# Non-Null Assertions

A second approach to the problem of nullable types is to have special knowledge that the reference in question isn’t null.

To make this claim, use the double exclamation point, !!, called the non-null assertion. If this looks alarming, it should: believing that something can’t be null is the source of most null-related program failures (the rest come from not realizing that a null can happen).

x!! means “forget the fact that x might be null—I guarantee that it’s not null.” x!! produces x if x isn’t null, otherwise it throws an exception:

// NonNullAssertions/NonNullAssert.kt
import atomictest.*

fun main() {
  var x: String? = "abc"
  x!! eq "abc"
  x = null
  capture {
    val s: String = x!!
  } eq "NullPointerException"
}

The definition val s: String = x!! tells Kotlin to ignore what it thinks it knows about x and just assign it to s, which is a non-nullable reference. Fortunately, there’s run-time support that throws a NullPointerException when x is null.

Ordinarily you won’t use the !! by itself, but instead in conjunction with a . dereference:

// NonNullAssertions/NonNullAssertCall.kt
import atomictest.eq

fun main() {
  val s: String? = "abc"
  s!!.length eq 3
}

If you limit yourself to a single non-null asserted call per line, it’s easier to locate a failure when the exception gives you a line number.

The safe call ?. is a single operator, but a non-null asserted call consists of two operators: the non-null assertion (!!) and a dereference (.). As you saw in NonNullAssert.kt, you can use a non-null assertion by itself.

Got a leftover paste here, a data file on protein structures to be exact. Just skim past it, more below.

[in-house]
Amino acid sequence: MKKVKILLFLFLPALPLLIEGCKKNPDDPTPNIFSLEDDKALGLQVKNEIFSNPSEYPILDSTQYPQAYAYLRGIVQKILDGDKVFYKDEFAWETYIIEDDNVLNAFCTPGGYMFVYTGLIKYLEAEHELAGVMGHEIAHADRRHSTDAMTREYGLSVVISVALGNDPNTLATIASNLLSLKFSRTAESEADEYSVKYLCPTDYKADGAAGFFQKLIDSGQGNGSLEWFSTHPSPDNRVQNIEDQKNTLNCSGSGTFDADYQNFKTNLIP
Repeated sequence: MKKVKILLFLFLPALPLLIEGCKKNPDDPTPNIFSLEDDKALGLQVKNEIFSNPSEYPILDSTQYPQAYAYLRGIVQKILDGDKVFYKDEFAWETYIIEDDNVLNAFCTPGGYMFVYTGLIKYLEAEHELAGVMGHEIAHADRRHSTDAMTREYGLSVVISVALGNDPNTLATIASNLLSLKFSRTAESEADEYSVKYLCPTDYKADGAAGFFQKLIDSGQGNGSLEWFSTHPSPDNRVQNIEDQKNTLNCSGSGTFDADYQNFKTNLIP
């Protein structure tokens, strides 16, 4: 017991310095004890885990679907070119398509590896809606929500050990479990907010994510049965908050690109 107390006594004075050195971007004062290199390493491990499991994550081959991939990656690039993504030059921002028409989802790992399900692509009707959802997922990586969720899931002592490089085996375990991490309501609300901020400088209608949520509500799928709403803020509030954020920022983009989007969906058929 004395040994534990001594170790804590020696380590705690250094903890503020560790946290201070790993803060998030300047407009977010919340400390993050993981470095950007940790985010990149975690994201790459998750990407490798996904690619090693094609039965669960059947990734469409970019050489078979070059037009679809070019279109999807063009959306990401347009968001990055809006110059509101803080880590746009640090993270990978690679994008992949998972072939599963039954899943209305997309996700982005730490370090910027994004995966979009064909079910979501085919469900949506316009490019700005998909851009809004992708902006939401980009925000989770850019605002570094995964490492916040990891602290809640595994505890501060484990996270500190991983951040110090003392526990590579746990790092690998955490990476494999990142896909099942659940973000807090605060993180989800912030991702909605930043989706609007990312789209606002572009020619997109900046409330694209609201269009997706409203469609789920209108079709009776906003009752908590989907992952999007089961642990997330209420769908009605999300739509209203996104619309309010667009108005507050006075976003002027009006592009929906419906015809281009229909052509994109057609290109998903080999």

Avoid non-null assertions and prefer safe calls or explicit checks. Non-null assertions were introduced to enable interaction between Kotlin and Java, and for the rare cases when Kotlin isn’t smart enough to ensure the necessary checks are performed.

If you frequently use non-null assertions in your code for the same operation, it’s better to use a separate function with a specific assertion describing the problem. As an example, suppose your program logic requires a particular key to be present in a Map, and you prefer getting an exception instead of silently doing nothing if the key is absent. Instead of extracting the value with the usual approach (square brackets), getValue() throws NoSuchElementException if a key is missing:

// NonNullAssertions/ValueFromMap.kt
import atomictest.*

fun main() {
  val map = mapOf(1 to "one")
  map[1]!!.toUpperCase() eq "ONE"
  map.getValue(1).toUpperCase() eq "ONE"
  capture {
    map[2]!!.toUpperCase()
  } eq "NullPointerException"
  capture {
    map.getValue(2).toUpperCase()
  } eq "NoSuchElementException: " +
    "Key 2 is missing in the map."
}

Throwing the specific NoSuchElementException gives you more useful details when something goes wrong.

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Optimal code uses only safe calls and special functions that throw detailed exceptions. Only use non-null asserted calls when you absolutely must. Although non-null assertions were included to support interaction with Java code, there are better ways to interact with Java, which you can learn about in [Appendix B: Java Interoperability](javascript:void(0)).

Exercises and solutions can be found at www.AtomicKotlin.com.